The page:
A Field in England Review

A Field in England screenshot

Substance abuse

Ben Wheatley, the darling of low-budget British cinema, unleashes an ambitious surrealist arthouse project A Field in England. Constructed from the idea of an “assault on the audience” Wheatley sought to create a film that captures the experience of hallucinogenic drugs, but with its ambiguous imagery and convoluted narrative this pretentious trip leads the audience on a futile quest for meaning and entertainment.

Set against the backdrop of the English Civil War in the mid 17th Century, an alchemist named Whitehead flees the carnage of the battlefield and the wrath of this tyrannical master who sent him to capture a dangerous Irishman. After meeting up with three wandering soldiers on their way to an alehouse, the recently formed band of deserters set up camp in an expansive field and feast on a bounty of foraged mushrooms. Soon after, they encounter the mysterious stranger Whitehead was tasked with capturing and his bewitching influence sends their once playful trip descending into madness and treasure hunting.

A British Valhalla Rising; a simple, yet apt definition for Wheatley’s fourth feature film. While each film centres on an equally unique, ultra-violent, highly-stylised reworking of the historical drama, the results are vastly different. Rather than focussing on brooding atmosphere as Nicolas Winding Refn does in his masterfully allegoric Viking tale, Wheatley instils a level of typically British black comedy; a contributing factor in each of his previous films. Sharp and witty remarks are interspersed throughout the narrative and provide brief moments of joy, but fail to detract from the lukewarm reaction that this ostentatious, style over substance arthouse product provokes.

Continuing with the comparisons to Valhalla Rising, Refn showcased a talent for balancing style and substance within a complex, but notably coherent narrative that provided solid support for his thematic explorations and enigmatic imagery. Unfortunately, in Wheatley’s Lynch-esque enterprise not enough is explained. Wheatley intended to ask the audience to think, ponder the possibilities of his extensive symbolism and construct their own interpretations, but without the platform of a coherent story to support the obtrusive themes too much is left ambiguous and it’s hard to tell what’s happening.

With A Field In England, Wheatley does successfully create an unique experience. A crisp black and white aesthetic, hauntingly atmospheric soundtrack and kaleidoscopic editing combine to provide a fully immersive experience, particularly in its most psychedelic moments. Unfortunately, much like the drug trips Wheatley is hoping to emulate, it suffers from overuse. These moments of highly stylised experimental filmmaking may work in short bursts, but over the course of a feature length narrative they only leave the audience with a headache and contemplating if it was worth it; with the invariable answers, not really.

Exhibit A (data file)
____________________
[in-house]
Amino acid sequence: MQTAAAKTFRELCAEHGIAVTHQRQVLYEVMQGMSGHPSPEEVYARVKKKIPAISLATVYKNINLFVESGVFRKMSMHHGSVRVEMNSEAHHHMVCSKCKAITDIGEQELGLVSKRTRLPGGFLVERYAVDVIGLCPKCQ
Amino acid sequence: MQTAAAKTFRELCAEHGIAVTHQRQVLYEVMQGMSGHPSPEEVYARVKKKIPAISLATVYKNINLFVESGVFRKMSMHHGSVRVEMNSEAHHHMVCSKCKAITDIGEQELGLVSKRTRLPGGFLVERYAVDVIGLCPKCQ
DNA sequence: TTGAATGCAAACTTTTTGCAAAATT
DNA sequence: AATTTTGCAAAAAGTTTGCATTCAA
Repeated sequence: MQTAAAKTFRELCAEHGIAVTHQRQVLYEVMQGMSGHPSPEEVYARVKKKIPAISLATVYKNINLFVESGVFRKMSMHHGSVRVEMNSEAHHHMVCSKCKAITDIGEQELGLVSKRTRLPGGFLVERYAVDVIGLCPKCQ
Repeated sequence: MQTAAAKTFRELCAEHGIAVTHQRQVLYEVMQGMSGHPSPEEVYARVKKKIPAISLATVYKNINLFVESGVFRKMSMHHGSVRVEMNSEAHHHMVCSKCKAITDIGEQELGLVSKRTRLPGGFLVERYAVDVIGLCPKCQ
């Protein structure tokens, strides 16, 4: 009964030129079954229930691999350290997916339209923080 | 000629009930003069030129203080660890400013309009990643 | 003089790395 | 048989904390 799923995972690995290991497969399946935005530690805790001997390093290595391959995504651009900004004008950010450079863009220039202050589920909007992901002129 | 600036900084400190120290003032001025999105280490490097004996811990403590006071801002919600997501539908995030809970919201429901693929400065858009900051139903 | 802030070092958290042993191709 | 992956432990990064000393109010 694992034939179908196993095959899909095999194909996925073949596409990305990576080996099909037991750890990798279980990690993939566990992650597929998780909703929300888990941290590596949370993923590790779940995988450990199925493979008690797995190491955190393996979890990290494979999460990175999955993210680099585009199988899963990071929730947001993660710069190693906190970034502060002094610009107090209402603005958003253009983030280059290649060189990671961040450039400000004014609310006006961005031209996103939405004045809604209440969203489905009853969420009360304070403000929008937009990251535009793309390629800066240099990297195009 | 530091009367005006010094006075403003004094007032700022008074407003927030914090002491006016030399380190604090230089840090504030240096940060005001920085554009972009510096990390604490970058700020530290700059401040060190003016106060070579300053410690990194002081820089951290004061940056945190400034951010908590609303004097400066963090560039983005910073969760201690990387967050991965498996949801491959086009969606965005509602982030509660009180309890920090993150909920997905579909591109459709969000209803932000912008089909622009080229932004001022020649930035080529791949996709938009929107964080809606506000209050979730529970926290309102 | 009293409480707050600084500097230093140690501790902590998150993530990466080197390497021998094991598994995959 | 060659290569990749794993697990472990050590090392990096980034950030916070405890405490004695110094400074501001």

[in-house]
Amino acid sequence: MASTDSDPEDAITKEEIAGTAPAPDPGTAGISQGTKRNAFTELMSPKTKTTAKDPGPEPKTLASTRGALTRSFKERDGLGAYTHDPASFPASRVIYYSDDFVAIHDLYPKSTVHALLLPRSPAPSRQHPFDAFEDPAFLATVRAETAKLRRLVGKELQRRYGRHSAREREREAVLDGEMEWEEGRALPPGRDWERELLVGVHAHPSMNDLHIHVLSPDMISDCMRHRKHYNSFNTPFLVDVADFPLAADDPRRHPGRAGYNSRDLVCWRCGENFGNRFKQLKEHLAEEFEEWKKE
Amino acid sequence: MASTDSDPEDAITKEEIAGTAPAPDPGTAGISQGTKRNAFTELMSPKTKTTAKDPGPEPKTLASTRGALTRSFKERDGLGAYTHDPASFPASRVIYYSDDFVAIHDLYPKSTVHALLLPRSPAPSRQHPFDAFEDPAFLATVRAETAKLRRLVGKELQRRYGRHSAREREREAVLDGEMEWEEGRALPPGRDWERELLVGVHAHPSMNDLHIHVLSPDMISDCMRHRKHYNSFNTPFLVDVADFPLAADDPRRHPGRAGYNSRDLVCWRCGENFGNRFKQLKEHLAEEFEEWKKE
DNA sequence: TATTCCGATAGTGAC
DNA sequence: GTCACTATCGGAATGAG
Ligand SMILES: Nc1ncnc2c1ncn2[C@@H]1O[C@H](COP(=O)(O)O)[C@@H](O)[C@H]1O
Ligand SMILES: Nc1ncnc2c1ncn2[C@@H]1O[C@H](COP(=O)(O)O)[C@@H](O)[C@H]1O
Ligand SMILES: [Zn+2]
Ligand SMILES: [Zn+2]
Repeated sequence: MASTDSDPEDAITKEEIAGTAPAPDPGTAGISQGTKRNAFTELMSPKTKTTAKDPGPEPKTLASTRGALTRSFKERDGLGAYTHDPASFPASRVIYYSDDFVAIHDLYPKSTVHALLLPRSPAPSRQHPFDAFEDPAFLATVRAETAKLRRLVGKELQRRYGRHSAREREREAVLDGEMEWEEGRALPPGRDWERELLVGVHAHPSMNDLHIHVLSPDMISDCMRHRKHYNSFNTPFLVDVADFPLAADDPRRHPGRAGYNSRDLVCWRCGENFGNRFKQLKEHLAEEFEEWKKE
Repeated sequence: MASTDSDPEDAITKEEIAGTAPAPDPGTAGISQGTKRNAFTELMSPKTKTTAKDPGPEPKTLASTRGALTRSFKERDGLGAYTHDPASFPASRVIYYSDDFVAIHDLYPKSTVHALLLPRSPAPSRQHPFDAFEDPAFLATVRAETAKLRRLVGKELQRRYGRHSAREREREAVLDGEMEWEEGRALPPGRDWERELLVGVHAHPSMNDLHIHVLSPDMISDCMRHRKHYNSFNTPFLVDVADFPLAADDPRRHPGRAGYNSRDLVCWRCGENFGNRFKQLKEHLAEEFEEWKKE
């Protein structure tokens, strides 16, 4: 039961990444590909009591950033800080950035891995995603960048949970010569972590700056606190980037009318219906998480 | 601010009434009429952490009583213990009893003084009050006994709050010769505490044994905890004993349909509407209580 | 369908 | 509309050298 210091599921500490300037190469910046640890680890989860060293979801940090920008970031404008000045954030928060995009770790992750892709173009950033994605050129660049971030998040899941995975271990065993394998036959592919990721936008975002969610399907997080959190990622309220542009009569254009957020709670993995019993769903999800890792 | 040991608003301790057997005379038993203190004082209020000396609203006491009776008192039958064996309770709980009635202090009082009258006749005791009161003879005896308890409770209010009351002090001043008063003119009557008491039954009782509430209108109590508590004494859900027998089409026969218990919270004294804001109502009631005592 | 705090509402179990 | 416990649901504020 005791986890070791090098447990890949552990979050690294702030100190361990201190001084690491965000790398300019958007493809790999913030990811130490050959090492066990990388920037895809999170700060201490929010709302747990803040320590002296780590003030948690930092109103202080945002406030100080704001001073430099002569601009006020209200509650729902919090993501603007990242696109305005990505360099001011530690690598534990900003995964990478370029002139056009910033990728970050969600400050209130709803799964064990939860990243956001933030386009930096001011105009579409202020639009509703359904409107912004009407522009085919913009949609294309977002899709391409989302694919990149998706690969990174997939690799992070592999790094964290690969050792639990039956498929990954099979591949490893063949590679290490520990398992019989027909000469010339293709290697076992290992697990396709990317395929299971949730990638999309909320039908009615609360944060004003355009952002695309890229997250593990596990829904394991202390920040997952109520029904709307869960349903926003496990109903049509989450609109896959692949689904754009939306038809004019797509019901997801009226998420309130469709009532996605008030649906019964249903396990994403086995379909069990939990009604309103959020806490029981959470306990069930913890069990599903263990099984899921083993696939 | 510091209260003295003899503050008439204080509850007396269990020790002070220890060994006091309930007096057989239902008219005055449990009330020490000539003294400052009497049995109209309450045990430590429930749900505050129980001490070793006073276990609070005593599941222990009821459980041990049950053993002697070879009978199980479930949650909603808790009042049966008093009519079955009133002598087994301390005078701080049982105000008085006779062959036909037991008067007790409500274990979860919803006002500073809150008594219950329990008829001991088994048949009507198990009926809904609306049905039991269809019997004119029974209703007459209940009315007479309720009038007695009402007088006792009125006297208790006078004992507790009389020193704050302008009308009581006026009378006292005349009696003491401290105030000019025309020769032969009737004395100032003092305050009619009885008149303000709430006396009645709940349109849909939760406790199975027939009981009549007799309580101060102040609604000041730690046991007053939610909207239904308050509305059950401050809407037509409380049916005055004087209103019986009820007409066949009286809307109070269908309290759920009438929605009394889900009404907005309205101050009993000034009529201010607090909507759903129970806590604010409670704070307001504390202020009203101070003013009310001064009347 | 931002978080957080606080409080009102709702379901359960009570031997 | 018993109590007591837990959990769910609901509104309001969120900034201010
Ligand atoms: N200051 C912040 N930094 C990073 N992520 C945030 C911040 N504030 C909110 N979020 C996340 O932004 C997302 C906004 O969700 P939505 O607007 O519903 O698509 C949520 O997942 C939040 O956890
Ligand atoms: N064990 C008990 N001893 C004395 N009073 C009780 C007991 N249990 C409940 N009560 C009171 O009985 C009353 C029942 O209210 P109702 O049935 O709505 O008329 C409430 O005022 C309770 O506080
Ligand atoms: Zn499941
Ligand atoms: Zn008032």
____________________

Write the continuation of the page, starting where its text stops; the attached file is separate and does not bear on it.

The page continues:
While it’s not the cinematic triumph audiences hoped for it remains an important film regardless. Compared to Down Terrace, Kill List and Sightseers it’s far from his finest production, but it may yet be remembered as Wheatley’s seminal work for its bravery with distribution. The director’s, and Film4’s, experimentation with multi-platform release – that saw the film released across cinemas, television, online streaming and pre-ordered home video  on the same day – paid off. The financial success of the film may give filmmakers and studios faith in this method of distribution and provoke a welcome change to the current format.

Click here for the results of A Field In England’s mutli-platform release

Advertisements

Leave a Reply

Fill in your details below or click an icon to log in:

WordPress.com Logo

You are commenting using your WordPress.com account. Log Out / Change )

Twitter picture

You are commenting using your Twitter account. Log Out / Change )

Facebook photo

You are commenting using your Facebook account. Log Out / Change )

Google+ photo

You are commenting using your Google+ account. Log Out / Change )

Connecting to %s